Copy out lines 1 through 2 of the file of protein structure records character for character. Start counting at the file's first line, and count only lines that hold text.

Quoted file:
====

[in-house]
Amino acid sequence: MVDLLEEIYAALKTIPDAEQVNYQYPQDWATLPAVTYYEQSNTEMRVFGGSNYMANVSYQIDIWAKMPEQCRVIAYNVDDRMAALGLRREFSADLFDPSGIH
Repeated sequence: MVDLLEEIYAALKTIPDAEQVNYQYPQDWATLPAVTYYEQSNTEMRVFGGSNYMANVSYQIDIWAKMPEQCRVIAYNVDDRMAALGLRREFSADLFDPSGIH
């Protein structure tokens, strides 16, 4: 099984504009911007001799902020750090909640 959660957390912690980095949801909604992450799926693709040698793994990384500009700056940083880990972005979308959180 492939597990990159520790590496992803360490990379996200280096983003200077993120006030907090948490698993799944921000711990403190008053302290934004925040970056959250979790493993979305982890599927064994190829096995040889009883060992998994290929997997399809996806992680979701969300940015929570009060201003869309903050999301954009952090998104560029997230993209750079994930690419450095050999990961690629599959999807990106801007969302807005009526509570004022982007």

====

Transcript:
[in-house]
Amino acid sequence: MVDLLEEIYAALKTIPDAEQVNYQYPQDWATLPAVTYYEQSNTEMRVFGGSNYMANVSYQIDIWAKMPEQCRVIAYNVDDRMAALGLRREFSADLFDPSGIH